As a youth, I used to walk through people’s back yards to get to friends’ houses easily at night. I have had the cops called on me. As an adult, I didn’t question hearing individuals talk behind my apartment at 10 p.m. where there is no other logical reason for individuals to walk. So I didn’t call the cops. Unbeknownst to me, the neighborhood was in the midst of a burglary spree. A week later I found out from the cops when my apartment was robbed. After that point, I phoned the police when I heard chatter outside my back window at night. I didn’t stop to think about the race of the individual.
From watching the news, it is logical to interpret that caucasians trust police more than African Americans. The media portrays all police as racist killers. Therefore, it is also logical to assume that caucasians will be more likely to call police. I can understand why an individual who wouldn’t have phoned the police for a similar incident might not understand why another person is doing so. After all we assume everybody thinks, behaves and therefore reasons like us. So therefore, the only logical reason why the police were called was racism.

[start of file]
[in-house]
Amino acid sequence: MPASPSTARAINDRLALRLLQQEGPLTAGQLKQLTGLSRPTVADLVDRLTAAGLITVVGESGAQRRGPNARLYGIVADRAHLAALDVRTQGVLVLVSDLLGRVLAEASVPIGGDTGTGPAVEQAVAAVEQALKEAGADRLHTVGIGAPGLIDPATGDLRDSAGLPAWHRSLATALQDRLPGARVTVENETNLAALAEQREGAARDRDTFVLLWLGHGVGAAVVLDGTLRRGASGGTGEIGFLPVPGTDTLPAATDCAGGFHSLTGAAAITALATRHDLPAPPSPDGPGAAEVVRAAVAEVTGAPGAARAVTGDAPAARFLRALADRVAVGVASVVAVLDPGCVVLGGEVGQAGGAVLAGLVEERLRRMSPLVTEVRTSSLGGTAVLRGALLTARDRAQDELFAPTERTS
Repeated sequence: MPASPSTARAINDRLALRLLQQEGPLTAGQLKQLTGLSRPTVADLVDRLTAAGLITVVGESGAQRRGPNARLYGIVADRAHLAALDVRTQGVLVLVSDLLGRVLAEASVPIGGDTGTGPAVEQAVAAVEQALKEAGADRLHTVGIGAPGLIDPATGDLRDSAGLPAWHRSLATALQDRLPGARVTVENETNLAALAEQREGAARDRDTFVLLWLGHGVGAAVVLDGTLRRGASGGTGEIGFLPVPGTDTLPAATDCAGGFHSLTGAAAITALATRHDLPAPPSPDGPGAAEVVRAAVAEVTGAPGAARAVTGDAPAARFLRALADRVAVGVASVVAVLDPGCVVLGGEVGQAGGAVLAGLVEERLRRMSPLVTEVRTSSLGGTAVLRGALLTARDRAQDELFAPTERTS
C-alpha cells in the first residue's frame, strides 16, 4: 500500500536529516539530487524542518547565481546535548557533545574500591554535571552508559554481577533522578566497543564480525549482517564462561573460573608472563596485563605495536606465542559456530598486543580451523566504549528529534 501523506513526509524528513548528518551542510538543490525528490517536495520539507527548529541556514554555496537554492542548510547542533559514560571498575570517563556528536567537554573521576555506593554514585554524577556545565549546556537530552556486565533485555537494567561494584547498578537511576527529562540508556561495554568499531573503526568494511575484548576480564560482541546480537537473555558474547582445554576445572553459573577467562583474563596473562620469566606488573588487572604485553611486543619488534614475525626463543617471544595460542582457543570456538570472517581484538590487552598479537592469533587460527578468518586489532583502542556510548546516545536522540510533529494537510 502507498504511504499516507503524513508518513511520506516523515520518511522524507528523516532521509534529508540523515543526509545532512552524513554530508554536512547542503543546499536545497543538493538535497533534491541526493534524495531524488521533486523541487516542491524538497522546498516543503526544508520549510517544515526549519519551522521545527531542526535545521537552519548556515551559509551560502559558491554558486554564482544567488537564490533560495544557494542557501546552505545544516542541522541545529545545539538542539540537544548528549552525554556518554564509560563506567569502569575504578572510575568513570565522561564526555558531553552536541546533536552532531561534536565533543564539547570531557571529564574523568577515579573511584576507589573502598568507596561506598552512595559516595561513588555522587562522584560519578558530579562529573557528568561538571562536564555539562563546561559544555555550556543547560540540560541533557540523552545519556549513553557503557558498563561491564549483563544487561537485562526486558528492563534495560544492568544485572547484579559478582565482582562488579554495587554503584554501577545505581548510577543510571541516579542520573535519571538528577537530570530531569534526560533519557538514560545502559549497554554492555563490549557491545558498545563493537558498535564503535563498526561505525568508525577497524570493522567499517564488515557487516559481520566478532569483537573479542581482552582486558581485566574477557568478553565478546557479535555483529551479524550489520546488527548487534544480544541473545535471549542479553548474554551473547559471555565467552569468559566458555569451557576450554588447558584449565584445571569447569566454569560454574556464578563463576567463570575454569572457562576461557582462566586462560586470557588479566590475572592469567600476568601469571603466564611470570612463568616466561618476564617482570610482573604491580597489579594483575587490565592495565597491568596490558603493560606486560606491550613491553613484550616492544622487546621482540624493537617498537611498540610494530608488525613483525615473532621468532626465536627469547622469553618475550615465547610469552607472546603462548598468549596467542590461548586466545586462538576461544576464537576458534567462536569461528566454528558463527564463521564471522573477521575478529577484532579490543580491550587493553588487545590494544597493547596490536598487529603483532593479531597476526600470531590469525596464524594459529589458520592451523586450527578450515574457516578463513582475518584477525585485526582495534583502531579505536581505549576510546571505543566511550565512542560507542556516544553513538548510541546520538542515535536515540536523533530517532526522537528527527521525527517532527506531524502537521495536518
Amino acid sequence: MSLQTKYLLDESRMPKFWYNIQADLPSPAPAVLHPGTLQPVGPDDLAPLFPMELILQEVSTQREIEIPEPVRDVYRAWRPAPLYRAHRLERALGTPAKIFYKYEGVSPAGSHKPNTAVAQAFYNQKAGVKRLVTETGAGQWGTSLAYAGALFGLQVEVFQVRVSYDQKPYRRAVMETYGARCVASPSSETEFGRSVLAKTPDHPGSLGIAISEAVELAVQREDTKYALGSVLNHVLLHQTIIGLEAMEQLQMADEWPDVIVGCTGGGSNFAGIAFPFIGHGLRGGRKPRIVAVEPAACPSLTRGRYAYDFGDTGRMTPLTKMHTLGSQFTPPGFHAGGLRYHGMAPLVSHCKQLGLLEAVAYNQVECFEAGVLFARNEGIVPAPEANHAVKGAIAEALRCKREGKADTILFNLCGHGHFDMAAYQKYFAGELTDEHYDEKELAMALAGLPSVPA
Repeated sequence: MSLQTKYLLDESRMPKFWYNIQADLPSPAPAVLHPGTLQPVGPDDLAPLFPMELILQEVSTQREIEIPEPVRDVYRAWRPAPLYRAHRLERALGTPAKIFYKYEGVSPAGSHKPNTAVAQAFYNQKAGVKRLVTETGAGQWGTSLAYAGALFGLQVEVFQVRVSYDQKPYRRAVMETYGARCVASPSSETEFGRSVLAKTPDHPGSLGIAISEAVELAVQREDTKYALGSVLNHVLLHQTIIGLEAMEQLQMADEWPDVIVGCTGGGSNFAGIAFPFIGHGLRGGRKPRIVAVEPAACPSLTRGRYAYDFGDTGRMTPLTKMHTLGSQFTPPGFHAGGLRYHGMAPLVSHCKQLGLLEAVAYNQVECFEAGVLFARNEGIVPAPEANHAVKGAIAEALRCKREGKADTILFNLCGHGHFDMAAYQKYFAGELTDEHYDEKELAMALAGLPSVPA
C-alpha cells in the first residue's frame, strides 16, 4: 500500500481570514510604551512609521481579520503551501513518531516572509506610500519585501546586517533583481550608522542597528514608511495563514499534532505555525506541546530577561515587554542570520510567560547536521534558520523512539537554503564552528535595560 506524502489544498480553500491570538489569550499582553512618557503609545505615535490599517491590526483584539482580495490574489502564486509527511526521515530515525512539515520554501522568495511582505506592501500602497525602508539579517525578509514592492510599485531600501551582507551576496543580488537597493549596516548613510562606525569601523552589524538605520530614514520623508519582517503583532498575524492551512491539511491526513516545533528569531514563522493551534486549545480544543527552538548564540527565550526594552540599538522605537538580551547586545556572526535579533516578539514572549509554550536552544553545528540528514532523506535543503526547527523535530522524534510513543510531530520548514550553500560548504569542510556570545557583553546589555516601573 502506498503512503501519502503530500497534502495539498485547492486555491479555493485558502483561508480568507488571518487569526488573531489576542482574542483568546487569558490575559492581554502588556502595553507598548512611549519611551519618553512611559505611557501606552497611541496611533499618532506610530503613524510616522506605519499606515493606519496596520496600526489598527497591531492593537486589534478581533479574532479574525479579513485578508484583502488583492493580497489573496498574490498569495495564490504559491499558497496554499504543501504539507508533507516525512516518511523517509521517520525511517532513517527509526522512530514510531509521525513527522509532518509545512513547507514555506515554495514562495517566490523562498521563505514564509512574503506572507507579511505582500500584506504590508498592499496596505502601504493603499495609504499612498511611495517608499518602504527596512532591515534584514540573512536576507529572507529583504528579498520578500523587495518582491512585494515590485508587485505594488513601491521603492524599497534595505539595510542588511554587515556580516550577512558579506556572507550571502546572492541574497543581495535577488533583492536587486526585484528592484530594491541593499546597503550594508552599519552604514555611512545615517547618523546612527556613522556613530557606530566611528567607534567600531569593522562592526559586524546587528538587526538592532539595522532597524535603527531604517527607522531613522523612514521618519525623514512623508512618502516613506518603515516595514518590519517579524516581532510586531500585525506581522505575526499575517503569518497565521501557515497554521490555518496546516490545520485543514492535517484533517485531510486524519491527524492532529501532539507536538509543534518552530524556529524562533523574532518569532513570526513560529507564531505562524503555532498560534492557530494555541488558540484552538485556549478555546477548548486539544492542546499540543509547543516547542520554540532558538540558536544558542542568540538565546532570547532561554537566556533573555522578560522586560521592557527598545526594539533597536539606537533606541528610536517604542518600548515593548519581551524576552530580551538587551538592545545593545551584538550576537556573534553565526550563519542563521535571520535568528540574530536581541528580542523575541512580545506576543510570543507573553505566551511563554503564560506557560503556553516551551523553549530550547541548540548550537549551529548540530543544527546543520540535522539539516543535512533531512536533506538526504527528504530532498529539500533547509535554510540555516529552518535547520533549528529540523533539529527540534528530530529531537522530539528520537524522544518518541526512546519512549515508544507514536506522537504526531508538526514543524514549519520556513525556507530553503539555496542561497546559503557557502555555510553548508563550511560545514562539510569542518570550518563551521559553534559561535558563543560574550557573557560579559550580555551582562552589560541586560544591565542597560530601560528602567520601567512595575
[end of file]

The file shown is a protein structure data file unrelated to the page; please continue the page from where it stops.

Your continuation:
Lolade Siyonbola was rightfully frustrated to have the police called on her for sleeping in a college common area. However, in her statement to news outlets, the individual called police on other students for silly reasons too. I assume since the news agencies didn’t report the race of the other individuals that they were caucasian? Otherwise the report would be “Graduate Student at Yale Continuously calls Police on African American Students.” Perhaps this wasn’t a case of a racist society but an anal retentive individual who should have better things to do with her time? But that doesn’t sell add space. What it does is drive us further apart and worsens the misperceptions and fear of each other. Media can make anybody the boogie man.
Angry at Teachers
I am angry at the teachers on so many levels. They go to the city and county meetings demanding more money. So many things are wrong with their thinking, so let’s go down the list.